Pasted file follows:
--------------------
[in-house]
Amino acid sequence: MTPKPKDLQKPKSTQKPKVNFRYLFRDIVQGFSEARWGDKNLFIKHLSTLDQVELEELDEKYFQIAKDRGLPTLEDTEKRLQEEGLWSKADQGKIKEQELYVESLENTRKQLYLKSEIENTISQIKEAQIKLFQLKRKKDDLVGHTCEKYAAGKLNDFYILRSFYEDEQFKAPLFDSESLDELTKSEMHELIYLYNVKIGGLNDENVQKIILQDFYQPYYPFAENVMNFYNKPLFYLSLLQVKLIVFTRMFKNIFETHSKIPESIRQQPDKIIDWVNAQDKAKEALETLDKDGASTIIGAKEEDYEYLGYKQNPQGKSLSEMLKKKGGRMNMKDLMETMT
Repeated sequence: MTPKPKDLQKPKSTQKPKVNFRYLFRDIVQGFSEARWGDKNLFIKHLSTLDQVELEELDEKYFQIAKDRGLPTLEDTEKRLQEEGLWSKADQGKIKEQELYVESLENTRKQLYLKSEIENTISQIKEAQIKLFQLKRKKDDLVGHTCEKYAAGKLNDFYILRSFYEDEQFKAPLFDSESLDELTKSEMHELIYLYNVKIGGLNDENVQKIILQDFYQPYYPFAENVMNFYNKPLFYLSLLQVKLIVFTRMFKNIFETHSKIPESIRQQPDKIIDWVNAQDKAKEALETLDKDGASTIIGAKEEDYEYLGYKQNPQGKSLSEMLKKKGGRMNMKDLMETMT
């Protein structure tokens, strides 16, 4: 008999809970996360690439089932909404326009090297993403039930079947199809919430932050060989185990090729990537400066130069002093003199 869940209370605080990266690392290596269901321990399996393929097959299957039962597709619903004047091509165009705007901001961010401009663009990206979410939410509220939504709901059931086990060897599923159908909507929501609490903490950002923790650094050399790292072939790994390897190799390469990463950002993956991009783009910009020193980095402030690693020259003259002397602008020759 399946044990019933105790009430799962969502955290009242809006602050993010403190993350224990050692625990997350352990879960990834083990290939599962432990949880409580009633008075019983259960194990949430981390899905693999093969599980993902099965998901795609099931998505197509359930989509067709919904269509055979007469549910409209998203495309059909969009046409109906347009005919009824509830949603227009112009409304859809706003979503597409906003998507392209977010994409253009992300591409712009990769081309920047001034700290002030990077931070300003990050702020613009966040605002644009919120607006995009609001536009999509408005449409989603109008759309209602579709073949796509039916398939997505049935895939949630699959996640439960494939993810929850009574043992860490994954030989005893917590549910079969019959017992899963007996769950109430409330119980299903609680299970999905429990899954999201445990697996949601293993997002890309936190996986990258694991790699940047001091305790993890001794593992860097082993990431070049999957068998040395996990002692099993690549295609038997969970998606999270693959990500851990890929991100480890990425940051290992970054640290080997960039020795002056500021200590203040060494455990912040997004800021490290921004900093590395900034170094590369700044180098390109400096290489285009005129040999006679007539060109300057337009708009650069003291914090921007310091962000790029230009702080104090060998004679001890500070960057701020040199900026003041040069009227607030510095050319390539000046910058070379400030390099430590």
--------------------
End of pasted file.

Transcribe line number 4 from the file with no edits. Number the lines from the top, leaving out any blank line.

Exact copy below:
């Protein structure tokens, strides 16, 4: 008999809970996360690439089932909404326009090297993403039930079947199809919430932050060989185990090729990537400066130069002093003199 869940209370605080990266690392290596269901321990399996393929097959299957039962597709619903004047091509165009705007901001961010401009663009990206979410939410509220939504709901059931086990060897599923159908909507929501609490903490950002923790650094050399790292072939790994390897190799390469990463950002993956991009783009910009020193980095402030690693020259003259002397602008020759 399946044990019933105790009430799962969502955290009242809006602050993010403190993350224990050692625990997350352990879960990834083990290939599962432990949880409580009633008075019983259960194990949430981390899905693999093969599980993902099965998901795609099931998505197509359930989509067709919904269509055979007469549910409209998203495309059909969009046409109906347009005919009824509830949603227009112009409304859809706003979503597409906003998507392209977010994409253009992300591409712009990769081309920047001034700290002030990077931070300003990050702020613009966040605002644009919120607006995009609001536009999509408005449409989603109008759309209602579709073949796509039916398939997505049935895939949630699959996640439960494939993810929850009574043992860490994954030989005893917590549910079969019959017992899963007996769950109430409330119980299903609680299970999905429990899954999201445990697996949601293993997002890309936190996986990258694991790699940047001091305790993890001794593992860097082993990431070049999957068998040395996990002692099993690549295609038997969970998606999270693959990500851990890929991100480890990425940051290992970054640290080997960039020795002056500021200590203040060494455990912040997004800021490290921004900093590395900034170094590369700044180098390109400096290489285009005129040999006679007539060109300057337009708009650069003291914090921007310091962000790029230009702080104090060998004679001890500070960057701020040199900026003041040069009227607030510095050319390539000046910058070379400030390099430590």